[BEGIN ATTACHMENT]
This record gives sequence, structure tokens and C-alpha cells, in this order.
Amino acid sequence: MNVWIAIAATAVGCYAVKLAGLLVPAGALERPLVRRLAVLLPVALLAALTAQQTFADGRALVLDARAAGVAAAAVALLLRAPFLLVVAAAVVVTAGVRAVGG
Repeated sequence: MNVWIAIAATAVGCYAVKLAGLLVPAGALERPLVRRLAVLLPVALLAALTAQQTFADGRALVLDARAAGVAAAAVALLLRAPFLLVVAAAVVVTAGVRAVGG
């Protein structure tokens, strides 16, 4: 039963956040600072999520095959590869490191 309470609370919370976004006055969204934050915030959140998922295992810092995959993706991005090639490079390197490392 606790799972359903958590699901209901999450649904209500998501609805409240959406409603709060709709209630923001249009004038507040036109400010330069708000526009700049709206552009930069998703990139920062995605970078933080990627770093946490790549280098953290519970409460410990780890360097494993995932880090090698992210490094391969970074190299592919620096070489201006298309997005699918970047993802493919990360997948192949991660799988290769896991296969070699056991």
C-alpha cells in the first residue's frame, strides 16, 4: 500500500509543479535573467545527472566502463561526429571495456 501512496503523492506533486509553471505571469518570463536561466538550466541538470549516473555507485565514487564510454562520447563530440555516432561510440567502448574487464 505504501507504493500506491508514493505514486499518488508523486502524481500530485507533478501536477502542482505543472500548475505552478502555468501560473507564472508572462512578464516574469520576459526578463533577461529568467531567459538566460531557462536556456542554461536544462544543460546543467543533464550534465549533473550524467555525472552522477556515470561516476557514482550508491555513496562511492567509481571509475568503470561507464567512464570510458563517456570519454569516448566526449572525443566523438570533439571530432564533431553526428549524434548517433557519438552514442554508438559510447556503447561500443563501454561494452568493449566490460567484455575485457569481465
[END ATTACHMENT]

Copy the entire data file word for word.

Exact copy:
This record gives sequence, structure tokens and C-alpha cells, in this order.
Amino acid sequence: MNVWIAIAATAVGCYAVKLAGLLVPAGALERPLVRRLAVLLPVALLAALTAQQTFADGRALVLDARAAGVAAAAVALLLRAPFLLVVAAAVVVTAGVRAVGG
Repeated sequence: MNVWIAIAATAVGCYAVKLAGLLVPAGALERPLVRRLAVLLPVALLAALTAQQTFADGRALVLDARAAGVAAAAVALLLRAPFLLVVAAAVVVTAGVRAVGG
């Protein structure tokens, strides 16, 4: 039963956040600072999520095959590869490191 309470609370919370976004006055969204934050915030959140998922295992810092995959993706991005090639490079390197490392 606790799972359903958590699901209901999450649904209500998501609805409240959406409603709060709709209630923001249009004038507040036109400010330069708000526009700049709206552009930069998703990139920062995605970078933080990627770093946490790549280098953290519970409460410990780890360097494993995932880090090698992210490094391969970074190299592919620096070489201006298309997005699918970047993802493919990360997948192949991660799988290769896991296969070699056991």
C-alpha cells in the first residue's frame, strides 16, 4: 500500500509543479535573467545527472566502463561526429571495456 501512496503523492506533486509553471505571469518570463536561466538550466541538470549516473555507485565514487564510454562520447563530440555516432561510440567502448574487464 505504501507504493500506491508514493505514486499518488508523486502524481500530485507533478501536477502542482505543472500548475505552478502555468501560473507564472508572462512578464516574469520576459526578463533577461529568467531567459538566460531557462536556456542554461536544462544543460546543467543533464550534465549533473550524467555525472552522477556515470561516476557514482550508491555513496562511492567509481571509475568503470561507464567512464570510458563517456570519454569516448566526449572525443566523438570533439571530432564533431553526428549524434548517433557519438552514442554508438559510447556503447561500443563501454561494452568493449566490460567484455575485457569481465